Sunday, 17 November 2013

Review - Sputnik Sweetheart

Sputnik Sweetheart
Haruki Murakami
Translated from the Japanese by Philip Gabriel
Publisher: Knopf
Pub. Date: 2001, originally published in 1999
ISBN: 9780375411694
Pages:  210
Buy Link
Reading Challenge

I enjoy very much Japanese literature, and it is a yearly treat to read at least a couple of Japanese novels for the Japanese Literature Reading Challenge.
It was time to read another book by the author of the delightful masterpiece 1Q84.
In Sputnik Sweetheart, the narrator K, a thirty-year-old school teacher, is secretly in love with Sumire, 22. But Sumire herself is in love with Miu, a woman 17 years older than her.  One day, Sumire disappears, and K. is trying to figure out what happened to her. He has very few cues to work with, mostly cryptic texts left behind on a computer by Sumire.
Like in many novels by Murakami, I believe, the beauty is not so much in the plot itself than in the writing, in the ambiance, and in the themes tackled along.

Here you will find lots of references to literature, Kerouac most of all, and to classical music, Mozart and Beethoven have a prominent place. I would say this novel is also a reflection on the art of writing. Besides, you find themes very common to Murakami, such as the 2 sides of being, reality vs. unreality, unless unreality is really a facet of reality; solitude and relationship; and of course the presence of the moon and cats!
I enjoyed very much the mysterious characters. Murakami has a knack for very natural and gripping dialogues between his characters.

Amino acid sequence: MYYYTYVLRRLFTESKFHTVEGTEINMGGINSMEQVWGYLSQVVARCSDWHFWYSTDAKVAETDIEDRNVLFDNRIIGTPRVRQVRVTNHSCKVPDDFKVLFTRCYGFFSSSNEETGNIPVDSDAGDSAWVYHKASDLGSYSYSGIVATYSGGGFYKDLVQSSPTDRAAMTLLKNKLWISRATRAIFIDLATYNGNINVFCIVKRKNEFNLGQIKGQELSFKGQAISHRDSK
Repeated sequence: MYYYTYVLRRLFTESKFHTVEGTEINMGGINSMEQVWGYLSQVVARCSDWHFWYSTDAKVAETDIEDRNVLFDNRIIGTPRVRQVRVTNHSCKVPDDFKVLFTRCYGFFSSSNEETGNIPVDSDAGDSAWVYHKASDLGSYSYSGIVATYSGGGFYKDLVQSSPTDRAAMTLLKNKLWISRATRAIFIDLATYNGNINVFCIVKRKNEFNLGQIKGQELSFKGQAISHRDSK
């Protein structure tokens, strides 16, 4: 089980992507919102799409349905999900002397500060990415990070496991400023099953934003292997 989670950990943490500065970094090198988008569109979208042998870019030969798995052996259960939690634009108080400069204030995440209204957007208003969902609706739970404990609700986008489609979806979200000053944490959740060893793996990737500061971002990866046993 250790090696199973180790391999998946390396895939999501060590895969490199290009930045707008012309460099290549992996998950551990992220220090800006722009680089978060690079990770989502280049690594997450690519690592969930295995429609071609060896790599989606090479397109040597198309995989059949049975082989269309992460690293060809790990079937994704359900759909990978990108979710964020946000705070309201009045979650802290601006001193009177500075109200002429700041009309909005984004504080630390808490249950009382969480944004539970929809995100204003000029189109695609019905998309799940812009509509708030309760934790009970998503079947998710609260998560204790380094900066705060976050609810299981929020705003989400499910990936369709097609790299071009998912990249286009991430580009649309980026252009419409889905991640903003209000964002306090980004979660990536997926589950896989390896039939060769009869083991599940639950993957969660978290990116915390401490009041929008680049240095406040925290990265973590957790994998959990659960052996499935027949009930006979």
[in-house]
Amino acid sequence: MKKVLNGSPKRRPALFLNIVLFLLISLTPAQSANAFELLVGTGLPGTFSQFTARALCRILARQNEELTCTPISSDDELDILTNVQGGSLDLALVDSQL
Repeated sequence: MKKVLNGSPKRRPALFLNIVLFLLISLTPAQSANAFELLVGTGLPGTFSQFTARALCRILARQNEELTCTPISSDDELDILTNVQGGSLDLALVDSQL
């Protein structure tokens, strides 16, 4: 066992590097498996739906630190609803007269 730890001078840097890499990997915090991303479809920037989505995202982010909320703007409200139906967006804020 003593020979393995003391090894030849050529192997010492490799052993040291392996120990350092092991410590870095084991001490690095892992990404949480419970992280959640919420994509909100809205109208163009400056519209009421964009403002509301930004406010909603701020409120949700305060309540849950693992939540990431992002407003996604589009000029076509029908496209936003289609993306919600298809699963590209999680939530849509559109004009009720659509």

If this is not for me Murakami’s best novel, how actually could he surpass 1Q84?, it  was still very enjoyable to be in the company of the fruit of his creative pen.

*Disclaimer - I checked out this book at my public library*

About the Author:
Haruki Murakami (村上 春樹) is a popular contemporary Japanese writer and translator. His work has been described as 'easily accessible, yet profoundly complex'.
Since childhood, Murakami has been heavily influenced by Western culture, particularly Western music and literature. He grew up reading a range of works by American writers, such as Kurt Vonnegut and Richard Brautigan, and he is often distinguished from other Japanese writers by his Western influences.
Murakami studied drama at Waseda University in Tokyo, where he met his wife, Yoko. His first job was at a record store, which is where one of his main characters, Toru Watanabe in Norwegian Wood, works. Shortly before finishing his studies, Murakami opened the coffeehouse 'Peter Cat' which was a jazz bar in the evening in Kokubunji, Tokyo with his wife.
Many of his novels have themes and titles that invoke classical music, such as the three books making up The Wind-Up Bird Chronicle: The Thieving Magpie (after Rossini's opera), Bird as Prophet (after a piano piece by Robert Schumann usually known in English as The Prophet Bird), and The Bird-Catcher (a character in Mozart's opera The Magic Flute). Some of his novels take their titles from songs: Dance, Dance, Dance (after The Dells' song, although it is widely thought it was titled after the Beach Boys tune), Norwegian Wood (after The Beatles' song) and South of the Border, West of the Sun (the first part being the title of a song by Nat King Cole)

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